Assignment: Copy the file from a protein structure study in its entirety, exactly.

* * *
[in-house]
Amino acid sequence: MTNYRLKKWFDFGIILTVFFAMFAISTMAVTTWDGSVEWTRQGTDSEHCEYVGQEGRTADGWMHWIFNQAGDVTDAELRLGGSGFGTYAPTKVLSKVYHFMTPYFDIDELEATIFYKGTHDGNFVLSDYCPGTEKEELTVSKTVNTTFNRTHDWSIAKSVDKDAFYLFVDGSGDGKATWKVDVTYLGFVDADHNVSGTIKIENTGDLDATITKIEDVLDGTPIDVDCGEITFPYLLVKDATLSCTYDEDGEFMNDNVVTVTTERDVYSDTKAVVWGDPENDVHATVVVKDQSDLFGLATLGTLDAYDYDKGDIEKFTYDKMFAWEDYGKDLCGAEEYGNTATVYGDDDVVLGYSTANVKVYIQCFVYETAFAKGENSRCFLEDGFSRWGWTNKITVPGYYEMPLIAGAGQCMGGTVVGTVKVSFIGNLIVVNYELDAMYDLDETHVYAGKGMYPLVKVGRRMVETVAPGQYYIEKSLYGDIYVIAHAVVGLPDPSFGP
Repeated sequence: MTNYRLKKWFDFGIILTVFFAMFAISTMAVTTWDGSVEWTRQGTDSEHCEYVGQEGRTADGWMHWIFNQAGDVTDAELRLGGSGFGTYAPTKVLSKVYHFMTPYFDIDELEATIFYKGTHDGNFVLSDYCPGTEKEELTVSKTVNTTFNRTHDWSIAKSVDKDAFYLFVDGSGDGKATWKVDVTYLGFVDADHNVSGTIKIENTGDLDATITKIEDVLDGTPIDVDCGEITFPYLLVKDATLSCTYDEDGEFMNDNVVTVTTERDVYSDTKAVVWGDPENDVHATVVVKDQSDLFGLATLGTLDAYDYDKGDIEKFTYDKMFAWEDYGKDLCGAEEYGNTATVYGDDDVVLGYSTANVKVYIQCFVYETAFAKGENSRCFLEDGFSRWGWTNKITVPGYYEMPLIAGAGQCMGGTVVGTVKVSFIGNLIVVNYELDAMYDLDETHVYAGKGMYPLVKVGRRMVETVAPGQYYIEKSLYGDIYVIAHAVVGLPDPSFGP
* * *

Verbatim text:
[in-house]
Amino acid sequence: MTNYRLKKWFDFGIILTVFFAMFAISTMAVTTWDGSVEWTRQGTDSEHCEYVGQEGRTADGWMHWIFNQAGDVTDAELRLGGSGFGTYAPTKVLSKVYHFMTPYFDIDELEATIFYKGTHDGNFVLSDYCPGTEKEELTVSKTVNTTFNRTHDWSIAKSVDKDAFYLFVDGSGDGKATWKVDVTYLGFVDADHNVSGTIKIENTGDLDATITKIEDVLDGTPIDVDCGEITFPYLLVKDATLSCTYDEDGEFMNDNVVTVTTERDVYSDTKAVVWGDPENDVHATVVVKDQSDLFGLATLGTLDAYDYDKGDIEKFTYDKMFAWEDYGKDLCGAEEYGNTATVYGDDDVVLGYSTANVKVYIQCFVYETAFAKGENSRCFLEDGFSRWGWTNKITVPGYYEMPLIAGAGQCMGGTVVGTVKVSFIGNLIVVNYELDAMYDLDETHVYAGKGMYPLVKVGRRMVETVAPGQYYIEKSLYGDIYVIAHAVVGLPDPSFGP
Repeated sequence: MTNYRLKKWFDFGIILTVFFAMFAISTMAVTTWDGSVEWTRQGTDSEHCEYVGQEGRTADGWMHWIFNQAGDVTDAELRLGGSGFGTYAPTKVLSKVYHFMTPYFDIDELEATIFYKGTHDGNFVLSDYCPGTEKEELTVSKTVNTTFNRTHDWSIAKSVDKDAFYLFVDGSGDGKATWKVDVTYLGFVDADHNVSGTIKIENTGDLDATITKIEDVLDGTPIDVDCGEITFPYLLVKDATLSCTYDEDGEFMNDNVVTVTTERDVYSDTKAVVWGDPENDVHATVVVKDQSDLFGLATLGTLDAYDYDKGDIEKFTYDKMFAWEDYGKDLCGAEEYGNTATVYGDDDVVLGYSTANVKVYIQCFVYETAFAKGENSRCFLEDGFSRWGWTNKITVPGYYEMPLIAGAGQCMGGTVVGTVKVSFIGNLIVVNYELDAMYDLDETHVYAGKGMYPLVKVGRRMVETVAPGQYYIEKSLYGDIYVIAHAVVGLPDPSFGP